Vascular Plants of North Carolina
Account for American Witchgrass - Dichanthelium columbianum   (Lamson-Scribner) Freckmann
Members of Poaceae:
Members of Dichanthelium with account distribution info or public map:
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Author(Lamson-Scribner) Freckmann
DistributionScattered locations in the Piedmont, low Mountains, and Coastal Plain. The map is based only on specimens at UNC Chapel Hill annotated by LeBlond (plus a Durham record at DUKE), and is incomplete. Specimens at other herbaria need to be checked for identification based on current concepts.

MEl, Ont. and WI, south to GA, TN, and IL.
AbundancePerhaps uncommon, but poorly known at present; the distribution map suggests that it likely occurs over all of the Piedmont, and sparingly into the other two provinces. The S3 State Rank as listed by NCNHP seems suitable for now.
HabitatDry open rocky slopes, open pine-oak woodlands, slopes near streams, powerlines. Habitats in NC are not well-known or well-defined at this time.
PhenologyFlowering and fruiting June-October.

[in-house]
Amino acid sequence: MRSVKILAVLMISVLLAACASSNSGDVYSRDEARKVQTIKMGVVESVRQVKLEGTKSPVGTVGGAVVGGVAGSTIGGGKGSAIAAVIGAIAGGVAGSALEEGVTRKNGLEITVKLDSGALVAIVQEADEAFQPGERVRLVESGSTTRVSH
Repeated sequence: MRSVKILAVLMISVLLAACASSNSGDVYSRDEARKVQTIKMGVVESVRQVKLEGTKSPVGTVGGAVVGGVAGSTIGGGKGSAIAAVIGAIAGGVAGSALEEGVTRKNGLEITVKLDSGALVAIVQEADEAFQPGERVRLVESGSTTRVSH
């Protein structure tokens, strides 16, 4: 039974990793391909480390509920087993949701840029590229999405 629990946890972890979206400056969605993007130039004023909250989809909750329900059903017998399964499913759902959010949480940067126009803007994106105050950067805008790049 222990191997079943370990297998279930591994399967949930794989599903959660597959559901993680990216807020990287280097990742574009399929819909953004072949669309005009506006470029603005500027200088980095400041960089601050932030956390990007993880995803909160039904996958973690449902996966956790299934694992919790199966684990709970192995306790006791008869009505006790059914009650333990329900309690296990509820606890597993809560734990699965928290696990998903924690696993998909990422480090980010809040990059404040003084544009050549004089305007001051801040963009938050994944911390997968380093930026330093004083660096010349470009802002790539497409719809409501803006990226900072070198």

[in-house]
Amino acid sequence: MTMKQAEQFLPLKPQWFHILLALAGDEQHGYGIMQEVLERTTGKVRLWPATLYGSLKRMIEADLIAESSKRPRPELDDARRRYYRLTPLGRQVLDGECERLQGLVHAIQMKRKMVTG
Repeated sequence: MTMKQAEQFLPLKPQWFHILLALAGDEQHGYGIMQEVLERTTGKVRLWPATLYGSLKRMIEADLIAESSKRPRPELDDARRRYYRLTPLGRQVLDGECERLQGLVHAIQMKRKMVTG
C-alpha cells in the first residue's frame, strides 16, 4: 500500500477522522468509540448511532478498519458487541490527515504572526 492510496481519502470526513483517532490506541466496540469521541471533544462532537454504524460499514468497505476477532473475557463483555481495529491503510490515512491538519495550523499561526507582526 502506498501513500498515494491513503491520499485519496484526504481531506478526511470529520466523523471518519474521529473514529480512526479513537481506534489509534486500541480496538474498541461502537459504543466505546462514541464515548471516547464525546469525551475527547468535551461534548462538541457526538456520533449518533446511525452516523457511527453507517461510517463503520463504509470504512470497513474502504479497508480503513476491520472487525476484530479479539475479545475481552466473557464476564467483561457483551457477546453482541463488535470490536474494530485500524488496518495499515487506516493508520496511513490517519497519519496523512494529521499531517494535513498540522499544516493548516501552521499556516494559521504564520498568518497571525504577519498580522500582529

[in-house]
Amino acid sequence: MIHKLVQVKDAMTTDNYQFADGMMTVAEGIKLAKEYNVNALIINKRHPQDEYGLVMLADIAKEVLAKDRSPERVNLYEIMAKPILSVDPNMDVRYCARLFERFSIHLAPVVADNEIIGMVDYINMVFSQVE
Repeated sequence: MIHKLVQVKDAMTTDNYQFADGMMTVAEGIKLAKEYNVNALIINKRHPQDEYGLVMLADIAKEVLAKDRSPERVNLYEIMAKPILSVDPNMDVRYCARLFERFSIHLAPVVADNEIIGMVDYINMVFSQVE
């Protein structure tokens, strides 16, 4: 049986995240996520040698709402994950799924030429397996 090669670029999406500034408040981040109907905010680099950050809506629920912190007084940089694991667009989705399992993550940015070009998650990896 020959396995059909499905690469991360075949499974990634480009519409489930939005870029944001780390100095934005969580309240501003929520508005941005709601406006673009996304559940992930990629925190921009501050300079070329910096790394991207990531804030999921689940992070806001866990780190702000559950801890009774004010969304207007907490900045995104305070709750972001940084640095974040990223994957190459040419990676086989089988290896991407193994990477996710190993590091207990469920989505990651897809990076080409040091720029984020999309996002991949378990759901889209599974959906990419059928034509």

IdentificationThis species belongs to the D. portoricense/D. aciculare group of species. It is essential to use Weakley's (2018) key and treatment. One useful character is the relatively long ligule (0.7-1.5 mm), much longer than others of the group.
Taxonomic CommentsNone, other than named as Panicum columbianum in older references.

A note about Dichanthelium: This genus is not impossible to identify to species! But it takes applied effort over a period of time in order to learn the various species and what their morphological limits are. We strongly recommend that you read the introduction to the treatment in Weakley (2018), written by Richard LeBlond. LeBlond has made order out of near chaos, and his keys work very well for our plants. Most Dichanthelium taxa ("Dichs") do not grow everywhere indiscrimminately, but prefer certain well-defined habitats. Note that most species produce flowers/fruits twice a year -- a vernal period and an autumnal period -- and that measurements of spikelets and achenes are taken from vernal plants. Some species also have a third, or summer, period. In the vernal period there is a single inflorescence at the tip of the stem. In the autumnal period, plants produce elongate branches with bunched (congested) leaves and so look quite different from vernal plants. Inflorescences are produced in leaf axils as well as at the tips of branches. NOTE: Older texts had these species essentially all within the very large genus Panicum. "Dich" species are typically named as "Witchgrass" and Panicum species named as "Panicgrass".
Other Common Name(s)District of Columbia Witchgrass
State RankS3
Global RankG5T5 [G5]
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